Ballads

Performers John Coltrane Quartet

Impulse! | April 23, 2002 | Compact Disc

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Throughout John Coltrane's discography there are a handful of decisive and controversial albums that split his listening camp into factions. Generally, these occur in his later-period works such as Om and Ascension, which push into some pretty heady blowing. As a contrast, Ballads is often criticized as too easy, and as too much of a compromise between Coltrane and Impulse! (the two had just entered into the first year of label representation). Seen as an answer to critics who found his work complicated with too many notes and too thin a concept, Ballads has even been accused of being a record that Coltrane didn't want to make. These conspiracy theories (and there are more) really just get in the way of enjoying a perfectly fine album of Coltrane doing what he always did -- explore new avenues and modes in an inexhaustible search for personal and artistic enlightenment. With Ballads, he looks into the warmer side of things, a path he would take with both Johnny Hartman (on John Coltrane and Johnny Hartman) and with Duke (on Duke Ellington and John Coltrane). Here he lays out for McCoy Tyner mostly, and the results positively shimmer at times. He's not aggressive, and he's not extroverted. Instead, he's introspective and at times even predictable, but that is precisely the draw of Ballads. In 2002, Impulse! re-released both Ballads and Coltrane, each with a bonus disc of mostly unreleased tape. The bonus disc for Ballads contains no less than five versions of "Greensleeves" and seven versions of "It's Easy to Remember," plus two alternate versions of other album tracks. While far too much for the casual fan, the more adventurous Coltrane obsessive will appreciate sometimes slightly more aggressive and exploratory versions of the aforementioned tunes. Even then though, the repetitive nature of this situation doesn't really lend itself to repeated listens. ~ Sam Samuelson

Format: Compact Disc

Released Date: April 23, 2002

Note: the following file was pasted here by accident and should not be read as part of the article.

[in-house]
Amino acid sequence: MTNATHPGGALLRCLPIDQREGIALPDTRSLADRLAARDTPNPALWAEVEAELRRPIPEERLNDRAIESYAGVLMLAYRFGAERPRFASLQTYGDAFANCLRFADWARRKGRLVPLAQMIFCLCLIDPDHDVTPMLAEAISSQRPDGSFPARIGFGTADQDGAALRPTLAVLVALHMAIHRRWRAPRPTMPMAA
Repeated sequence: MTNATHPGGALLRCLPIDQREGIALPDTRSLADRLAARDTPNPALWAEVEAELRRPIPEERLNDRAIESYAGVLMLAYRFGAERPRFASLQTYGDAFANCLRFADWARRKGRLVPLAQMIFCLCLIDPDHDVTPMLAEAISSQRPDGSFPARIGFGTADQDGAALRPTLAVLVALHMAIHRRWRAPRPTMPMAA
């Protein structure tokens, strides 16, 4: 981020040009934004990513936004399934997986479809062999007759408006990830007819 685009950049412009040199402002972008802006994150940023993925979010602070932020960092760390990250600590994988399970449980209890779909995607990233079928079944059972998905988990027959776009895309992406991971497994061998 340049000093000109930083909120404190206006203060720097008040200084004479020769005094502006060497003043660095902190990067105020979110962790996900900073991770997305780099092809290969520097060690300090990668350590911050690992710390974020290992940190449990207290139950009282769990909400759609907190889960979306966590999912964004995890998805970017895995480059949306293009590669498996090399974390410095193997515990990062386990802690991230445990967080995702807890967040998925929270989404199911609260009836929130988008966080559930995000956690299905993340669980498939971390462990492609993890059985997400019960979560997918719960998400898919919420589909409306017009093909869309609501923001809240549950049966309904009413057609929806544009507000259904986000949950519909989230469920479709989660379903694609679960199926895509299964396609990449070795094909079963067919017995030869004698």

Genre: Saxophone

Style: Jazz Instrument

Number of Discs: 2

Stereo/Mono: Stereo

Studio/Mixed/Live: Studio

Originally Released: 1962

Label Name: Impulse!

UPC: 731458954828

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– More About This Product –

Ballads

Performers John Coltrane Quartet
Guest Artist(s) Elvin Jones, Jimmy Garrison, McCoy Tyner
Engineer Rudy Van Gelder

Format: Compact Disc

Released Date: April 23, 2002

Genre: Saxophone

Style: Jazz Instrument

Number of Discs: 2

Stereo/Mono: Stereo

Studio/Mixed/Live: Studio

Originally Released: 1962

Label Name: Impulse!

UPC: 731458954828


Title Track Time
0.DISC 1: --
1.Say It (Over And Over Again) --
2.You Don't Know What Love Is --
3.Too Young To Go Steady --
4.All Or Nothing At All --
5.I Wish I Knew --
6.What's New? --
7.It's Easy To Remember --
8.Nancy (With The Laughing Face) --
0.DISC 2: --
1.They Say It's Wonderful --
2.All Or Nothing At All --
3.Greensleeves --
4.Greensleeves --
5.Greensleeves --
6.Greensleeves - (45-rpm take) --
7.Greensleeves --
8.It's Easy To Remember --
9.It's Easy To Remember --
10.It's Easy To Remember --
11.It's Easy To Remember --
12.It's Easy To Remember --
13.It's Easy To Remember --
14.It's Easy To Remember --

Editorial Notes

Throughout John Coltrane's discography there are a handful of decisive and controversial albums that split his listening camp into factions. Generally, these occur in his later-period works such as Om and Ascension, which push into some pretty heady blowing. As a contrast, Ballads is often criticized as too easy, and as too much of a compromise between Coltrane and Impulse! (the two had just entered into the first year of label representation). Seen as an answer to critics who found his work complicated with too many notes and too thin a concept, Ballads has even been accused of being a record that Coltrane didn't want to make. These conspiracy theories (and there are more) really just get in the way of enjoying a perfectly fine album of Coltrane doing what he always did -- explore new avenues and modes in an inexhaustible search for personal and artistic enlightenment. With Ballads, he looks into the warmer side of things, a path he would take with both Johnny Hartman (on John Coltrane and Johnny Hartman) and with Duke (on Duke Ellington and John Coltrane). Here he lays out for McCoy Tyner mostly, and the results positively shimmer at times. He's not aggressive, and he's not extroverted. Instead, he's introspective and at times even predictable, but that is precisely the draw of Ballads. In 2002, Impulse! re-released both Ballads and Coltrane, each with a bonus disc of mostly unreleased tape. The bonus disc for Ballads contains no less than five versions of "Greensleeves" and seven versions of "It's Easy to Remember," plus two alternate versions of other album tracks. While far too much for the casual fan, the more adventurous Coltrane obsessive will appreciate sometimes slightly more aggressive and exploratory versions of the aforementioned tunes. Even then though, the repetitive nature of this situation doesn't really lend itself to repeated listens. ~ Sam Samuelson
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